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Original post by xsirxx

the targets are of type D3DFMT_A8R8G8B8. Enough precision for now.



Clearly, no. In practice, you will need floating-point targets to accomplish what you want.

Back buffer format has very little to do with possible render target formats. It is entirely possible to create a 128-bit floating point surface, even if the backbuffer is only of 32-bit or even 16-bit integer format (provided the card supports float rt formats altogether).

64-bit floating point (half precision) format may well be precise enough, depending on the scene.

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Original post by Nik02

Back buffer format has very little to do with possible render target formats. It is entirely possible to create a 128-bit floating point surface, even if the backbuffer is only of 32-bit or even 16-bit integer format (provided the card supports float rt formats altogether).

64-bit floating point (half precision) format may well be precise enough, depending on the scene.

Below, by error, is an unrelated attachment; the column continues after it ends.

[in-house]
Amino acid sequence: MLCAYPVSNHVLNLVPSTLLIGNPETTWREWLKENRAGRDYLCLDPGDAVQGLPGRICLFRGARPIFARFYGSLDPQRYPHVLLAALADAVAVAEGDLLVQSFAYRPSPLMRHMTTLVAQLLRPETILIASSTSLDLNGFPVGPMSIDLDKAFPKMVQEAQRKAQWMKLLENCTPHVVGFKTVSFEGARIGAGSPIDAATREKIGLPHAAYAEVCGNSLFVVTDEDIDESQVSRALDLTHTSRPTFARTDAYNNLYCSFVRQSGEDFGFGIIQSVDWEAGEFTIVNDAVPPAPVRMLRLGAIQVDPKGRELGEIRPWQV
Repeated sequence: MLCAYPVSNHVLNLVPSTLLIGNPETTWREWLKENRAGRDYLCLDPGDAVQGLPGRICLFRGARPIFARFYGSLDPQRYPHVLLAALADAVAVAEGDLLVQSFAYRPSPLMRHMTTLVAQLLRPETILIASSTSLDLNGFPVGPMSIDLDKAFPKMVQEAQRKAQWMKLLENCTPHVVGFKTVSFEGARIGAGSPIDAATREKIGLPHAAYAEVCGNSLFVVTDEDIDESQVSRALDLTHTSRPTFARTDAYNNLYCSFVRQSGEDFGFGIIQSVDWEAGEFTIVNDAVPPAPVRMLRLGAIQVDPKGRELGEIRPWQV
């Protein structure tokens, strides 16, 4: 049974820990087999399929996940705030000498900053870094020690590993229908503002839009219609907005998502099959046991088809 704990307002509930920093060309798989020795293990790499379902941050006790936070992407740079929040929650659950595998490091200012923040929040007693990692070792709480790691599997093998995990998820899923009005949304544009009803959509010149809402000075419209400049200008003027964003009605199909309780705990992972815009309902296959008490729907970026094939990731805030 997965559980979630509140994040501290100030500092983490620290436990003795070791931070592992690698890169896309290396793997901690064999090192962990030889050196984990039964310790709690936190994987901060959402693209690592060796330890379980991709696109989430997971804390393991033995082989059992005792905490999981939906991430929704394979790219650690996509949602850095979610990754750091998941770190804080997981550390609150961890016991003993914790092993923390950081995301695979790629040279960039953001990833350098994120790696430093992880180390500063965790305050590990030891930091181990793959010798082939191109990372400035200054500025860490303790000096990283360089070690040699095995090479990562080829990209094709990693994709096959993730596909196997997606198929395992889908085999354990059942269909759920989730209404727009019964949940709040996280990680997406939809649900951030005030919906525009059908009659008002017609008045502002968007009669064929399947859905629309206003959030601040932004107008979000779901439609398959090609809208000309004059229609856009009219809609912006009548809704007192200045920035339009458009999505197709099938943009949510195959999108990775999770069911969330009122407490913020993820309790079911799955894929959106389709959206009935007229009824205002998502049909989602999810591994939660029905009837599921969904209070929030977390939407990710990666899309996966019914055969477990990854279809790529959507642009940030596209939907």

I assumed the depth stencil has to be the same size of the rendertargets, thats what I thought I read on msdn. I create the render targets at 32bit float and I get weird artifacts all over the screen. Not like triangle artifacts, i mean weird dots everywhere.

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Original post by xsirxx
I assumed the depth stencil has to be the same size of the rendertargets, thats what I thought I read on msdn. I create the render targets at 32bit float and I get weird artifacts all over the screen. Not like triangle artifacts, i mean weird dots everywhere.


I fixed the weird artifacts by creating the depthbuffer texture with D3DFMT_D24X8 instead of D3DFMT_D32(which kept failing).

Now I need to find a way to get in the tangents into a target(no targets left).

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Original post by xsirxx

I assumed the depth stencil has to be the same size of the rendertargets, thats what I thought I read on msdn. I create the render targets at 32bit float and I get weird artifacts all over the screen. Not like triangle artifacts, i mean weird dots everywhere.


The "size" as mentioned in MSDN means the width and height of the surfaces in pixels, not the size in bytes per pixel [smile]

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Original post by xsirxx
Now I need to find a way to get in the tangents into a target(no targets left).